IBM Roundtable: Building a Quantum Workforce Requires Interdisciplinary Education and the Promise of Real Jobs

By Larry Greenemeier

The ability to harness quantum-mechanical phenomena such as superposition and entanglement to perform computation obviously poses a number of difficulties. Add in the need to make these systems perform meaningful work, and you’ve raised the stakes considerably. Creating a pipeline of talented, well-trained academics and professionals who can meet those challenges was the subject of IBM’s July 28 virtual roundtable, “How to Build a Quantum Workforce.”
 


Watch the Build a Quantum Workforce roundtable.

The roundtable’s panel of experts from IBM Research, Howard University, New York University and Forrester Research discussed digital learning’s role in accelerating quantum skills-building and the interdisciplinary skillsets essential for a career in quantum computing. They also addressed the need to avoid hype when promoting quantum computing’s potential, balanced against the need to attract and retain talent that could pursue potentially more lucrative careers on Wall Street and in Silicon Valley.

Entice students to make the leap to quantum

Early in the virtual event, the panelists weighed in on the challenges of getting students interested in quantum computing at a relatively early age. Moderator Jeffrey Hammond, Vice President, Principal Analyst Serving CIO Professionals, Forrester Research, asked if there is the quantum computing equivalent to the Tandy/Radio Shack TRS-80 personal computers that introduced an entire generation of kids to home computing during the late 1970s and 80s.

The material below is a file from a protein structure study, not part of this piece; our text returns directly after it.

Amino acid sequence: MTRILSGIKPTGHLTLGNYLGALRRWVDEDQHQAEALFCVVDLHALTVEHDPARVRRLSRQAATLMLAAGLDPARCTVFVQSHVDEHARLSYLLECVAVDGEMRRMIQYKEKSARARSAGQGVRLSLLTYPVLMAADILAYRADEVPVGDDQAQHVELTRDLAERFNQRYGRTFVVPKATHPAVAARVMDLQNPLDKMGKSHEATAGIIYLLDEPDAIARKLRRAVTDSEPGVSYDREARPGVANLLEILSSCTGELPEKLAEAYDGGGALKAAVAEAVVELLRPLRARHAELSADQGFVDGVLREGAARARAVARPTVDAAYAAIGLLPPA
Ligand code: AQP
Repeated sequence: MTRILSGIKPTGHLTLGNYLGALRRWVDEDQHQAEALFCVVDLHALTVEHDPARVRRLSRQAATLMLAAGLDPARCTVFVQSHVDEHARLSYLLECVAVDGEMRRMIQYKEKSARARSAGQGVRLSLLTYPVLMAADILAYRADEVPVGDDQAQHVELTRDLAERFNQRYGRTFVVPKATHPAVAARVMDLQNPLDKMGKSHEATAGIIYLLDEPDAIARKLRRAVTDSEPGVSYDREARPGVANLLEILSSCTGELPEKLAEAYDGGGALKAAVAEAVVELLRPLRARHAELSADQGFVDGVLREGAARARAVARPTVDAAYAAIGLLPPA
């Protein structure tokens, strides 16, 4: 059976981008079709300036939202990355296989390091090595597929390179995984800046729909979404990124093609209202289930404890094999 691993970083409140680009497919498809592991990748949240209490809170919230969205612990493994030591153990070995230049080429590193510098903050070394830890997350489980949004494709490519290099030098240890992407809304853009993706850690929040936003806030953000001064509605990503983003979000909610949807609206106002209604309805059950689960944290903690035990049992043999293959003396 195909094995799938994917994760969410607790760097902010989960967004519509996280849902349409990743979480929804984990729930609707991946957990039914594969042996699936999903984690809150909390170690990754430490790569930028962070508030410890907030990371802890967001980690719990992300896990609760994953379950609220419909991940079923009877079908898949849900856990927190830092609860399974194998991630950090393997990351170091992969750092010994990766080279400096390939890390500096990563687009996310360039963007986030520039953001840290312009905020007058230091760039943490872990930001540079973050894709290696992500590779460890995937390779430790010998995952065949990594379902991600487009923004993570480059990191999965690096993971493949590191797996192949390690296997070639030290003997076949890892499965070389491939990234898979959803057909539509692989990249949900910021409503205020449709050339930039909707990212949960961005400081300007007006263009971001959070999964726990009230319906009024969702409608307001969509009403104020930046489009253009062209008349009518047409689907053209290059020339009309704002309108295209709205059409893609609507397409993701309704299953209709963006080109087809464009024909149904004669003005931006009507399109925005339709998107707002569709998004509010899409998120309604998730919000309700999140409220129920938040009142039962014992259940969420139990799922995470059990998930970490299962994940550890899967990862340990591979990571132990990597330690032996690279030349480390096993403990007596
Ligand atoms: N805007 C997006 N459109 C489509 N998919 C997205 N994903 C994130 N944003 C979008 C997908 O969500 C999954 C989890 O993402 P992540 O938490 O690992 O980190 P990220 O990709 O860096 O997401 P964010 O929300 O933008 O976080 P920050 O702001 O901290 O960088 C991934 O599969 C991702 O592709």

IBM’s cloud-accessible Quantum Experience platform, while maybe not as iconic as the TRS-80’s boxy monitor and chunky keyboard, provides a comparable introductory path to programming on quantum computers. “Before IBM launched its Quantum Experience in 2016, you needed access to a lab to be able to work on an actual quantum computer, rather than a quantum simulator running on a classical computer,” said panelist Abe Asfaw, Global Lead of Quantum Education, IBM Quantum.

For quantum education to reach the broadest possible audience, it’s crucial that educators reach students as early in their schooling as possible, said panelist Tina Brower-Thomas, Education Director and Howard University Executive Director, Center for Integrated Quantum Materials. The pipeline for women and people of color, in particular, is “leaky” at different points during their academic careers, meaning these students will drift away from STEM subjects if not adequately encouraged, she said. “The solution is to push things as close as possible to the high school level, before we start seeing different barriers affecting different kinds of people in the talent pipeline,” she added.

Due to the nascent nature of quantum computing, “we have an opportunity to invite as broad participation as necessary at this point,” Brower-Thomas said. “It’s important to understand that although there’s a lot of mystery behind quantum science, it is attainable if we invest now and educate people, from younger students to the larger community.”